Tag Archive: vaccines

  1. Immunizations are Important

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    Immunizations protect children from diseases that were once widespread and have saved thousands of lives. Vaccinations work by introducing weakened versions of viruses into the system. Although the virus injected is not strong enough to produce symptoms, it does trigger the release of antibodies which then protects the body from becoming susceptible to the virus in the future. The first vaccine was created by Dr. Edward Jenner and was made from a cowpox virus to protect humans against smallpox. The term vaccine is derived from the latin word vacca, which means cow.

    There are 16 preventable diseases that are vaccinated against during childhood. These diseases include hepatitis A and B, varicella (chicken pox), tetanus, diphtheria, measles, mumps, rubella, pertussis (whooping cough), pneumococcal disease, polio, rotavirus, Haemophilus influenzae type b, and influenza. Many of these viruses are spread simply through coughing or sneezing, so it’s imperative to protect your child via vaccination.

    The Childhood Immunization Schedule is evaluated by experts each year, taking into account the most recent scientific data. Once set, the schedule is approved by the American Academy of Pediatrics, the Center for Disease Control, and the American Academy of Family Physicians. Immunizations are scheduled to provide protection when infants and children need it most, while taking into account the immune system and when the body will best respond to the doses. Children receive their first vaccine within days of being born, with additional doses at two, four, six, 12, and 15 months. Boosters are recommended at ages four to six, and flu vaccines are administered every winter.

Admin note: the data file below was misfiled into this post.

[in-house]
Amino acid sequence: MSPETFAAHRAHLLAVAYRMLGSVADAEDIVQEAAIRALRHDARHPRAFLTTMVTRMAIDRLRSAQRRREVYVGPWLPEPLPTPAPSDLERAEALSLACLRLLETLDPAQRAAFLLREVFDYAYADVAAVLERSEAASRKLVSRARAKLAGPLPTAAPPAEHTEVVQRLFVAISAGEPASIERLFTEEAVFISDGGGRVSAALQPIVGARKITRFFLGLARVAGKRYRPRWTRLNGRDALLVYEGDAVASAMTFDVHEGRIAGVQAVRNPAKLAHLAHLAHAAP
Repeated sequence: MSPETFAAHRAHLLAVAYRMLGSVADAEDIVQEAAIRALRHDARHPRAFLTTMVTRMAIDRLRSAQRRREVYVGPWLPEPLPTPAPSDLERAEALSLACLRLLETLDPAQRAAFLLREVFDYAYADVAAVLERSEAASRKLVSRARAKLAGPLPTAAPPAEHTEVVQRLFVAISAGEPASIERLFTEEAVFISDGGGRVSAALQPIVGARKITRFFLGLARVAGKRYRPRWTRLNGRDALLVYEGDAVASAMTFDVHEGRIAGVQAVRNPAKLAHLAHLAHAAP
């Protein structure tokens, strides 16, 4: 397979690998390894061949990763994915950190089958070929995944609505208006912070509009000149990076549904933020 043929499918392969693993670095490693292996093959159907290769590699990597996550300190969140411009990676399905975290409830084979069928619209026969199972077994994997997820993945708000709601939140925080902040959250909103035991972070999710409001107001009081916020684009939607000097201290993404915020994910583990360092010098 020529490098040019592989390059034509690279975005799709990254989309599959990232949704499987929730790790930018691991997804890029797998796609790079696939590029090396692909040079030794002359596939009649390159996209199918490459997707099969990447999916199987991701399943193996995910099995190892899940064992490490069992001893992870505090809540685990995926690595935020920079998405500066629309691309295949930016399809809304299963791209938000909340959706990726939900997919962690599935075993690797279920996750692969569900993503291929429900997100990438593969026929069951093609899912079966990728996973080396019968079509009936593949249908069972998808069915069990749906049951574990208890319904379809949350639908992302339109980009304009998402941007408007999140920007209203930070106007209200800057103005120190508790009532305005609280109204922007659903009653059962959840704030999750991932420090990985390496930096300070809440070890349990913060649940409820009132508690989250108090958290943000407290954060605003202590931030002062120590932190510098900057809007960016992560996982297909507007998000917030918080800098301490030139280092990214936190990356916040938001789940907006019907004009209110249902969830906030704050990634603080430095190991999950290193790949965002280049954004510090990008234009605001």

Although vaccines have been instrumental in eradicating many diseases that were once life threatening, there are parents who remain skeptical and choose not to vaccinate their children. Those who oppose childhood immunization sometimes claim that certain diseases are no longer a threat, and vaccinations aren’t necessary. However, it must be taken into consideration that these diseases are no longer prevalent because of vaccines, not in spite of them.

    The benefits of vaccinating your child far outweigh the potential risks and common side effects. Contact Pediatric Partners to schedule your child’s well-child checkup or immunization visit, and make sure that your little one is protected!

  2. Preventive Healthcare

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    Preventive Healthcare For Your Child

    Every parent wants their child to be healthy. However, if you wait to take your child to the doctor only when he or she is ill, your child will have to suffer from the illness and then go through an entire recovery period. Preventive health care for children will keep their bodies healthier and keep them more fit and active. Healthy children are happy children.

    Schedule for Visiting the Doctor

    Babies and young children often find it difficult to express themselves and tell their parents when something is wrong. By taking your child for regular check-ups you will be able to find out if there is any problem and solve the problem as quickly as possible. Preventive care allows the doctor to examine and monitor the child regularly so that he or she is growing properly. It is also a great opportunity for the doctor to inform you about any of the latest developments in the medical field, nutrition for children and everything related to child health care that may help and it also gives you a chance to ask any questions or concerns regarding your child. Once your child gets older, a regular check-up is also good for them to ask the doctor about any concern they may have about their health and also get advice on healthy eating habits, a good lifestyle and get help with regards to understanding changes in the body.